Until five years ago, the term “FemTech” was unheard of. Today, it has grown into a $55 billion dollar industry and is projected to reach $103 billion by 2030. It is widely recognized to have immense potential to improve women’s health. And just to clarify, when referring to the commonly used “women’s health” we mean all health-related care that includes but is not limited to people assigned female at birth, cisgender women and sexual and gender minority people.
One of the reasons for the rise of companies focusing on women’s health is the “historical lack of research focus on women'' which femtech companies often aspire to address. Until 1994, clinical trials routinely excluded women and people assigned female at birth from early studies of drugs. Though this was mainly due to safety reasons and fears of the potential effect of the medication on fertility, it resulted in scarce databases about the effect of drugs on individuals. This lack of research and its subsequent adverse effects on people around the world is often spoken about as the “gender health gap”, “gender research gap”, and “gender data gap”. Why is it important? Research guides medical treatments and guidelines, so if there’s no adequate research and data, it means that the treatment is not optimal.
We like to think of it this way (visual below): the RESEARCH we conduct affects the DATA we have which affects the HEALTH outcomes we see. Phew. Back to reading!
One severe example of the consequences of excluding groups from research that is often highlighted is the Thalidomide scandal of the 60’s. Pregnant people were given medication to prevent nausea that resulted in severe birth defects in the babies they birthed. However, the gender health gap can have a significant burden on people even in less extreme-sounding cases. One example is the fact that women suffering from cardiovascular disease present with different symptoms than men yet healthcare screening has not reflected this difference until recently. Cardiovascular conditions going unrecognised resulted, and continues to result, in women being misdiagnosed and untreated with consequences as grave as preventable death. Another example, this time from psychiatry, was a research study that found that women, compared to their male counterparts, respond to lower doses of antipsychotic drugs due to differences in metabolism. However, they are too often prescribed the same dosage leading them to be over-medicated and so experience unnecessary and possibly harmful side-effects.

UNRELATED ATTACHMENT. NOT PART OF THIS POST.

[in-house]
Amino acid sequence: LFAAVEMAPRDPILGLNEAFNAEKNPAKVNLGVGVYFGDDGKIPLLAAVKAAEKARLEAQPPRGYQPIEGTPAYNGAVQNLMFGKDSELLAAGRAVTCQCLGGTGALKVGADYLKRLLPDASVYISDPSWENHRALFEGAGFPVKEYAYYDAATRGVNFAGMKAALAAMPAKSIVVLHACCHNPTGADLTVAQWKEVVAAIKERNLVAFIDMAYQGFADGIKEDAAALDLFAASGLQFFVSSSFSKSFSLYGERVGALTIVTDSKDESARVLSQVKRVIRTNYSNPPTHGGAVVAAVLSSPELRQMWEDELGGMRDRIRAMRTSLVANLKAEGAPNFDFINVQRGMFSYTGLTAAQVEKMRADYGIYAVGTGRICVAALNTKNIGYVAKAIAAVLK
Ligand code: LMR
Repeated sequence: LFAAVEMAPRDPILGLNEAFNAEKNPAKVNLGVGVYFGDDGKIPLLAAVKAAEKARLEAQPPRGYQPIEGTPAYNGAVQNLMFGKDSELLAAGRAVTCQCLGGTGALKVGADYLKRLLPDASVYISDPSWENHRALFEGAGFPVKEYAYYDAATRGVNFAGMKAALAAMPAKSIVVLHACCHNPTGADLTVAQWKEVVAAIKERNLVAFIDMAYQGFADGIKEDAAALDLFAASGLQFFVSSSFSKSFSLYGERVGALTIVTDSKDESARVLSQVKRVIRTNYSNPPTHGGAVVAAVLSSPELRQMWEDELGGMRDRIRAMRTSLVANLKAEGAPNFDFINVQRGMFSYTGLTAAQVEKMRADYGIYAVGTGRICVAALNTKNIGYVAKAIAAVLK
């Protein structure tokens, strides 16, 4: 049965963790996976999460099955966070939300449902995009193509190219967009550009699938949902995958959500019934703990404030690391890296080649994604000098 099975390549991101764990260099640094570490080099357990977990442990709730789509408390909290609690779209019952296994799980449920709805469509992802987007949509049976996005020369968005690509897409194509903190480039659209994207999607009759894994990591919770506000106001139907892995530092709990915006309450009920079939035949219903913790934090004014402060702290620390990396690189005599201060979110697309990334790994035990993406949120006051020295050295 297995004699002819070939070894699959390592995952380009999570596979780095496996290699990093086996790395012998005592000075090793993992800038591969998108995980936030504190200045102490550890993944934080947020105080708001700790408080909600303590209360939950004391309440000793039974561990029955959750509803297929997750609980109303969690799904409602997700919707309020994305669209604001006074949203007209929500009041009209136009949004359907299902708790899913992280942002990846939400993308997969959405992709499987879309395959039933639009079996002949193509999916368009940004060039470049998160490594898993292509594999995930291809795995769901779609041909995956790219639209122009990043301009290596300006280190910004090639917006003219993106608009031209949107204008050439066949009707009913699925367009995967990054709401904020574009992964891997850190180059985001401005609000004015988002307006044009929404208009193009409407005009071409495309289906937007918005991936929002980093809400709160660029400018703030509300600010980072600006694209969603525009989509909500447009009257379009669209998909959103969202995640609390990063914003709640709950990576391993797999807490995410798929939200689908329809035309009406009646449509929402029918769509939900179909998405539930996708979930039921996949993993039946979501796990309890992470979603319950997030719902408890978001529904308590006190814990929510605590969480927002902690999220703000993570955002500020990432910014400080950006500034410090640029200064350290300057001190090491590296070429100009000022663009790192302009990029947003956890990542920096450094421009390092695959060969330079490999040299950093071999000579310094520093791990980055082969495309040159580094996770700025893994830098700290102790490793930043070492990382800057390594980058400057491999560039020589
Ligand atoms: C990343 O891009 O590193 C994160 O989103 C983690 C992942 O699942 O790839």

While gender is fluid, this type of research does show that sex can impact how bodies process different drugs. Differences in hormone levels can influence how a person’s body processes a drug (also called “pharmacokinetics”) and how a drug acts inside the body (also called “pharmacodynamics”). Even between two individuals of the same sex, drugs can have different effects. This is particularly relevant in the context of hormonal contraceptive use as users have shown to report largely varying responses and side effects on similar treatments.
Factors contributing to these differences are being researched and include but are not limited to genetic backgrounds, environmental and behavioural influences on gene expression (epigenetics), age, lifestyle, and diet. Discovering how these factors influence side effects could not only empower individuals using contraceptives to receive accurate, adaptive, and contextualised information relevant to their unique biology, but also help narrow the gender health gap. This kind of personalised medicine supports all individuals to receive treatment tailored to their specific bodies and needs.
Ignoring certain populations during clinical trials can have lasting generational impacts. It shows us how important it is to create large, inclusive and diverse study cohorts. Some progress has been made by governmental agencies to make research studies more inclusive. In order to see further advances in this area, it is vital to spread awareness on how invaluable people’s participation in research can be in advancing healthcare for women and people assigned female at birth around the world. Additionally, pushing research organisations to include diverse populations within their clinical trials is crucial.
Our Call to Action
At Dama Health, our aim is to advance and increase access to personalised medicine, with a focus on contraception decision making. We want to empower individuals through evidence based insights into how their medical history and genes are influencing the way they react to contraceptives.
So what can you do to help? Participation in research is crucial to gather data that will allow for the creation of treatments that are tailored to the individual.
This is why our upcoming study is so exciting… We are launching the first-of-its-kind contraception study with the aim of understanding what genes might impact hormonal contraceptive efficiency and side effects. We are now actively recruiting 500 participants within the UK for our study. We are looking for 1) women and people assigned female at birth that have experienced one or more side effects on hormonal contraception, and 2) women and people assigned female at birth that have experienced no side effects on hormonal contraception. Participating in this study opens up the opportunity for helping contraception users make better informed decisions that are suited to their individual needs. Additionally, by pursuing this study we hope to gain better data, a better understanding of this complex issue, and help decrease the gender health gap.
Article edited by Fiona Kennedy, MSc
Reviewed by Dr.Paulina Cecula